Nov 1, 1988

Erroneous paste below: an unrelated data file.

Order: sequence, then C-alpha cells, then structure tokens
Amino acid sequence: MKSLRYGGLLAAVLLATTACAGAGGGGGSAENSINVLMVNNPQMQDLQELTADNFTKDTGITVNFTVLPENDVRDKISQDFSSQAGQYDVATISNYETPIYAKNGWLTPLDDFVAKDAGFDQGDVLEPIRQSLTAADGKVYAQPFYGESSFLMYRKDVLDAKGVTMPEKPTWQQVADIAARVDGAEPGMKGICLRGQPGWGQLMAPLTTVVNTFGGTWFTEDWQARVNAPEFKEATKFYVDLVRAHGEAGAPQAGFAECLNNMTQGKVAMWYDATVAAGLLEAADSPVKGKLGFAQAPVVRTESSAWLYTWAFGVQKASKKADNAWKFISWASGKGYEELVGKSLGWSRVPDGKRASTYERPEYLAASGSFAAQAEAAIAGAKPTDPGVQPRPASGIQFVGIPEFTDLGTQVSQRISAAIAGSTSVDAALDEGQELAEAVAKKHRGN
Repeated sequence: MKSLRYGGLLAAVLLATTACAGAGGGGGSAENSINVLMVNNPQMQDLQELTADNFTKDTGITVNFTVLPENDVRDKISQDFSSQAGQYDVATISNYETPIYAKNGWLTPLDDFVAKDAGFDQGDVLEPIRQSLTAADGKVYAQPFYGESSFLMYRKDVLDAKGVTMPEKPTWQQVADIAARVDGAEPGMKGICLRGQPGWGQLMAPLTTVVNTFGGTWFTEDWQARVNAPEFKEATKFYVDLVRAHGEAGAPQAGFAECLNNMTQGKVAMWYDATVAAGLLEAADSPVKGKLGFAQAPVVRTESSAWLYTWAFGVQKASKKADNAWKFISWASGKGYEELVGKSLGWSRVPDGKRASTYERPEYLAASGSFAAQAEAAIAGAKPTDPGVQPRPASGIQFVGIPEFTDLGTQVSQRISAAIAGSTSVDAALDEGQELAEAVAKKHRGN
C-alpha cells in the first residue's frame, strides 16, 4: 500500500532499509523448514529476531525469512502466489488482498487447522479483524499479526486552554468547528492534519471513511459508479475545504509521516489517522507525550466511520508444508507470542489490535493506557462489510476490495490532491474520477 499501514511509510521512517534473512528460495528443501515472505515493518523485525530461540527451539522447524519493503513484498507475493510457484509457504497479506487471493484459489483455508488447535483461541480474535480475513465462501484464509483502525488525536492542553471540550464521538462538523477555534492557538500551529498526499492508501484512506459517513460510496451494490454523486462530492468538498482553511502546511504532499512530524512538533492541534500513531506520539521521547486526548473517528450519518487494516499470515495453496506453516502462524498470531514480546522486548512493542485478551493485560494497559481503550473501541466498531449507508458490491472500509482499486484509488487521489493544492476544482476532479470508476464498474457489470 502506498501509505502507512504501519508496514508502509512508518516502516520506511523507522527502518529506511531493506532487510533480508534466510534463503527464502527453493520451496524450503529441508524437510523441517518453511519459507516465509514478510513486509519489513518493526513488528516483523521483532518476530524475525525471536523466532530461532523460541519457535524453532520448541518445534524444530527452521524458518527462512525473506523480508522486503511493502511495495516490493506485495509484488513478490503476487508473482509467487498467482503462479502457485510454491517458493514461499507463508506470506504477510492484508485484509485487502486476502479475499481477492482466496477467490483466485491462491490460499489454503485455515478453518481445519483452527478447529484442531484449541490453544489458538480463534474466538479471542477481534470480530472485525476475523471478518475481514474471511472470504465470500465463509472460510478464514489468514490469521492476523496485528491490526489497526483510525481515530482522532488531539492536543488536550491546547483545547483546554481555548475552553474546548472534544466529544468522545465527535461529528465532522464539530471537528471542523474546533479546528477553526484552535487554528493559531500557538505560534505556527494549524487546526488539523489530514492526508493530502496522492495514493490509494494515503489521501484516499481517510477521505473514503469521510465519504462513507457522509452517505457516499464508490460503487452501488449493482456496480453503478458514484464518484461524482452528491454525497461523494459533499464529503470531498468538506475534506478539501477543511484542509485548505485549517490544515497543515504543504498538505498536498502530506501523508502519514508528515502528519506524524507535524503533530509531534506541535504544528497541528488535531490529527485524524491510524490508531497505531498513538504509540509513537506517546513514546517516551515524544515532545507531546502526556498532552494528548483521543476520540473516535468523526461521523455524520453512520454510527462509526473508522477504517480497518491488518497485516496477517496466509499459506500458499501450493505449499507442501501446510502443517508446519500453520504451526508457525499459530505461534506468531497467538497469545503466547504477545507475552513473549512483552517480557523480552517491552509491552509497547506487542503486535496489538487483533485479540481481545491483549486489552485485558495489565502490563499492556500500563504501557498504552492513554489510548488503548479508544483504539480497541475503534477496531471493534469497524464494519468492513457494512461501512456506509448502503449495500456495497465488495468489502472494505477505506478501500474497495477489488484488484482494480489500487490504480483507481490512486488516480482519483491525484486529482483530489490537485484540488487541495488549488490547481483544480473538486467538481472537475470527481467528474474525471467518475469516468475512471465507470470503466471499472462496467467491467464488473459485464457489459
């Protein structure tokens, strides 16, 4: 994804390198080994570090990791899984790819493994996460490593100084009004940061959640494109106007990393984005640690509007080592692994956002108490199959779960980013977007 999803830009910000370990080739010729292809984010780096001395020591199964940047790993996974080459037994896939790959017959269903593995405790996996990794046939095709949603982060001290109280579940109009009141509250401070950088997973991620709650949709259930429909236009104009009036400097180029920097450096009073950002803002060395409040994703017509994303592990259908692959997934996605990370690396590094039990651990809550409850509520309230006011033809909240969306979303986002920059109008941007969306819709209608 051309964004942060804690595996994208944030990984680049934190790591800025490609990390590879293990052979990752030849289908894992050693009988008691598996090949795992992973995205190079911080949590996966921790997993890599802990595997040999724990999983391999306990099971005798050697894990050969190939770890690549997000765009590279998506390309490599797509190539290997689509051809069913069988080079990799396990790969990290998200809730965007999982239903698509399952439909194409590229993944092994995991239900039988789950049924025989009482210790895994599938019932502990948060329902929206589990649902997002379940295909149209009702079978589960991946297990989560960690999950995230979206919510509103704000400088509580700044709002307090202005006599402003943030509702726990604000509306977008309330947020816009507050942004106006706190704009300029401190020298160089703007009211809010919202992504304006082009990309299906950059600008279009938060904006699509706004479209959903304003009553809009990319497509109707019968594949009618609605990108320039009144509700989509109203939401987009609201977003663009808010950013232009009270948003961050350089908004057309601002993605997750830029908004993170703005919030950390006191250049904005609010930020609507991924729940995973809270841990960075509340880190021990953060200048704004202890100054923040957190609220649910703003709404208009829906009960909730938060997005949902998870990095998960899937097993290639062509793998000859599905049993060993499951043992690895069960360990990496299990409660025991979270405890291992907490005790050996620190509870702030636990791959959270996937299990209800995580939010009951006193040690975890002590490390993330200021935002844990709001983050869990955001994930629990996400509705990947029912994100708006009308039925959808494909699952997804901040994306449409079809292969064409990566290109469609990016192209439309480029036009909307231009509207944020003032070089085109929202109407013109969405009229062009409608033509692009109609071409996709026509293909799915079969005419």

ROLLBACK "UNDERSTANDINGS" SO FAR A DEAD LETTER.GENEVA, OCTOBER 28 IFDA/CHAKRAVARTHI RAGHAVAN)—Despite the commitments at Punta del Este, and the agreements and understandings in January 1987, there has been no rollback of GATT-illegal measures nor undertakings on a programme of rollback. This has been brought out at Thursday’s meeting of the Uruguay round Surveillance Body, chaired by the deputy director-general of GATT, Madan Mathur. At the meeting Brazil is reported to have tabled a revised proposal on rollback, to be agreed upon by ministers at Montreal at the mid-term review, and providing for consultations and undertakings on rollback in 1989. While the proposal is reported to have received wide support from third world countries, a number of industrial countries still appeared reluctant, despite the "flexibility" in dates and time-tables that the revised proposal suggested, according to participants. Brazil's earlier proposal tabled in june had suggested that those maintaining measures subject to rollback should make known their "offers" in august, consult and negotiate on them by October, and for the Montreal ministerial meeting to agree upon the phased rollback. At that time, several of the industrial countries took the position that it was too rigid a timetable. The revised proposals of Brazil have left all the dates and timings blank, but merely envisages that the process of requests for rollback, consultations, undertakings and offers on rollback to be done in 1989. With the Uruguay round scheduled to be completed by end of 1990, this would mean that the process of rollback would begin in 1989 and be completed before end of 1990. According to participants, Uruguay proposed that the Brazilian proposal should be suitably reflected in the report of the chairman to the Montreal meeting about the orientation of the future work of the surveillance body in the area of rollback. Brazil reportedly was agreeable to this, but some of the industrial countries reportedly had problems even with this approach. The Brazilian proposal and the report of the chairman are to be the subject of further informal consultations. At Punta del Este, participants committee themselves to rollback all trade-restrictive or distorting measures inconsistent with GATT or instruments negotiated within GATT framework. They undertook to phase out or bring into conformity with GATT, within an agreed time frame not later than date of formal completion of the Uruguay round, all such measures. The participants also agreed as a part of their commitment that "there shall be no GATT concessions requested fur the elimination of these measures". In January 1987, the trade negotiations committee in agreeing an a negotiating plan, provided for participants bringing to attention of the surveillance body measures that should be subject to rollback, and for consultations among the concerned parties to arrive at rollback undertakings. An "understanding", which was read out by the chairman of the TNC at that time, stipulated that participants maintaining measures subject to the rollback commitment "shall inform" the surveillance body by December 31, 1987 of rollback undertakings resulting from the first round of consultations. According to participants, a draft informal report circulated to the surveillance body by the chairman, which has drawn no any conclusions but provides what it describes as a factural survey, nevertheless brings out that the standstill and rollback commitments have not so far been observed. According to the draft, since September 1986, there had been 22 notifications relating to the standstill, 17 of them by the industrial countries themselves. Most of the notifications relate to actions of industrial countries, while three to that of third world countries. The report also brings out that the surveillance body has confined itself merely to examine relationship of measures notified and the commitment, and sending a record of its proceedings to the group of negotiations on goods and the trade negotiations committee. While in respect of same of the complaints, there have been same actions as a result of parallel actions before GATT bodies, no case has been listed of a standstill violation being remedied as a result of the actions of the surveillance body or of the trade negotiations committee. In the area of rollback, up to October 21, 1988 there were 18 requests for measures to be rolled back or brought into conformity with GATT. Eight of these requests came from third world countries and ten from industrialised countries. With one exception, all were addressed to the industrial countries, and with most of the requests relating to quantitative restrictions that the requesting country felt to be inconsistent with GATT articles XI and XIII. Consultations have been held or scheduled on most requests. Though a 30-day time limit was agreed upon to start process of consultations, the target was not met in many cases. And despite the understandings in January 1987, no undertakings have been made on rollback. The only offer on rollback was that of the EEC, which tabled some proposals, but subject to appropriate contributions, by other participants. A number of participants have however expressed serious concern about the discriminations contained in the EEC offer. And while some governments have taken some measures of liberalisation in respect of quantitative restrictions, these have not been in the context of rollback commitments either. The draft report would also appear to confess that the surveillance body has so far been unable to reach conclusions on whether measures notified to it were or were not a violation of the standstill. Similar difficulties had also been met in consultations over rollback requests. These difficulties, the draft report suggests, have arisen because of the argument that the standstill and rollback commitments were "political" and hence procedures for their implementation could not lead to "legally-binding conclusions". The draft also brings out the need to find a way forward, since only two years now remain for phasing out, or bringing into conformity with GATT, of measures subject to standstill and rollback. If the rollback commitment is to be implemented progressively, as envisaged at Punta del Este, a start on this has to be made without delay.